A scapegoat is someone selected to bear the blame for something bad. It occurs when a person, a group, or a thing is seen as responsible for one or more problems.

  • In the middle of the last century, Nazis blamed Jews for Germany’s economic and political problems.
  • White supremacists today believe that minorities are the cause of rampant crime in America and a financial drain on our economy.
  • Some blacks blame the government for infusing drugs into their community.
  • Some non-blacks blame blacks for holding crime statistics at a high level.
  • Some whites blame Hispanics for draining the welfare system.

Maintaining Group Integrity

Just about the time that an in-group loses interest in the out-group or, perhaps, thinks of the out-groups’ members as “not so bad,” renewed conflict fans the embers of the differences, and once again everyone remembers why they didn’t like the out-group.

For example, there have been periods when the occupy movement has been quiet for a couple of weeks, other than to camp illegally in city parks. The police have been quiet, too, doing nothing more than monitoring the campers’ daily activities. So the protesters’ interest in the police wanes and the police think that maybe the group has changed their focus.

Then two officers move in to arrest one of the occupiers for a drug crime, the person resists arrest, and is injured. The protesters are instantly revitalized. They march on city hall, block streets, and clash with the responding officers. The police are called back into action and clashes are renewed.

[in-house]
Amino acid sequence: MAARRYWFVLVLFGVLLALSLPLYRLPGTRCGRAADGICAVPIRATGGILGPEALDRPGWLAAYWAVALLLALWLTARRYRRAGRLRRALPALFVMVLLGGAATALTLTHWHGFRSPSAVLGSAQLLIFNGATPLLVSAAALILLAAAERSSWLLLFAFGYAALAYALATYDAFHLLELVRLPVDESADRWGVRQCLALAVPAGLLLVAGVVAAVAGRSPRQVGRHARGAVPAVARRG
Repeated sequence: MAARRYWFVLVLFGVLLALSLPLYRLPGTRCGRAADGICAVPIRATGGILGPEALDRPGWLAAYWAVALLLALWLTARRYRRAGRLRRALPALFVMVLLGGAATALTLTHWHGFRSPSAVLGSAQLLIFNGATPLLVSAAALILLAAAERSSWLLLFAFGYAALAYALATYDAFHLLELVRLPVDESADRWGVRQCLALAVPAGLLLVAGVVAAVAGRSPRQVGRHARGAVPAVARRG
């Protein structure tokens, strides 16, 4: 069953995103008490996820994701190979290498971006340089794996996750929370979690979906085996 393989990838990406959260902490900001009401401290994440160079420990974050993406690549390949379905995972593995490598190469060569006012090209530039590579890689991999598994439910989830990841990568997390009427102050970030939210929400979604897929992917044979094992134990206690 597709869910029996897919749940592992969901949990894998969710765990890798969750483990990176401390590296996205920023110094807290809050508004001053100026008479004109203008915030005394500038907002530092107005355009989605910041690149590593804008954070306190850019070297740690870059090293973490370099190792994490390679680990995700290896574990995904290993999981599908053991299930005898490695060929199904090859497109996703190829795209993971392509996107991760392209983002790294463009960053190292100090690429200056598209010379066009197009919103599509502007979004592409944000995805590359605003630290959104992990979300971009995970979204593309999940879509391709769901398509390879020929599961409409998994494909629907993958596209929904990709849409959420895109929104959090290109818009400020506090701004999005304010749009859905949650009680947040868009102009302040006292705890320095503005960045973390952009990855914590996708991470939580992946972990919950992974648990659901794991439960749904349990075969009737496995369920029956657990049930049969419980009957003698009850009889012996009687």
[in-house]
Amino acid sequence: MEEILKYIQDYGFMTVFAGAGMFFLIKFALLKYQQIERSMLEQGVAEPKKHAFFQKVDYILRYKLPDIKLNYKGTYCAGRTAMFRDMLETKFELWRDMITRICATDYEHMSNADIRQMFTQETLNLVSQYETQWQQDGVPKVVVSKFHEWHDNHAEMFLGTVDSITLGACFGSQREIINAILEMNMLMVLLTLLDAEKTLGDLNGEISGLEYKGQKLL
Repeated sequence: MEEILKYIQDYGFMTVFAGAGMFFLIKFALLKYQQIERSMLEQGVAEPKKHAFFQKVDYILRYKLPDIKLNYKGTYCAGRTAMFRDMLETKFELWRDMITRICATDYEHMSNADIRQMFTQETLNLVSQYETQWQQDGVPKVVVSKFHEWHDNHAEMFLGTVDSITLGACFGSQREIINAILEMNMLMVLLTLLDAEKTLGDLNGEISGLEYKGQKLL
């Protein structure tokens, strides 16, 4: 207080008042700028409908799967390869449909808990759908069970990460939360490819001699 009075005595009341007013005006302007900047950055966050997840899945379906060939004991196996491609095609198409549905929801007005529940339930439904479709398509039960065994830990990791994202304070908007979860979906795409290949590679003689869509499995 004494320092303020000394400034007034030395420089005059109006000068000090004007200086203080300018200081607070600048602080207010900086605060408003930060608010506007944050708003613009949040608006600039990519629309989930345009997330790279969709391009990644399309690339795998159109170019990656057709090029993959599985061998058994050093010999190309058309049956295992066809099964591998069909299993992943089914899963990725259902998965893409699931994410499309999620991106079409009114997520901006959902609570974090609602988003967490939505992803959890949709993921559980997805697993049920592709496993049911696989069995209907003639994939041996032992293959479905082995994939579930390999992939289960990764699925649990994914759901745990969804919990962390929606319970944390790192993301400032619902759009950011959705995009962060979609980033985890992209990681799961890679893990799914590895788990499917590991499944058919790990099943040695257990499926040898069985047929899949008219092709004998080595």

There are often conflicts within each group, but they quickly evaporate in the face of the out-group. Two police officers that dislike each other will stand side-by-side to battle members of the out-group. Likewise, two protestors who don’t get along will raise their fists in anger and rebellion at a common cause.

The Chinese sage Mencius said eons ago, “Brothers who may quarrel within the walls of their homes will band together to drive away intruders.”

Indeed, any threat from the out-group, real or imagined, strengthens the unit of the in-group, no matter what in-fighting is going on within that group.

This is the human condition.

Loren W. Christensen began his law enforcement career in 1967 as a Military Policeman (Army). He joined the Portland (Oregon) Police Bureau in 1972, retiring in 1997. During his years on PPB, he worked street patrol, child abuse, dignitary protection, Intelligence, street gangs, and in the training unit.


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COMMENTS

Not a big fan of this article YMAA. While I respect Mr Christensen's service and career, I feel that he is really telling one side and opinion. I don't find this article to contain any useful information for the public at large. It is another in a long line of articles that look at one side of a very complicated issue.
Anonymous – December 18, 2011, 8:28 pm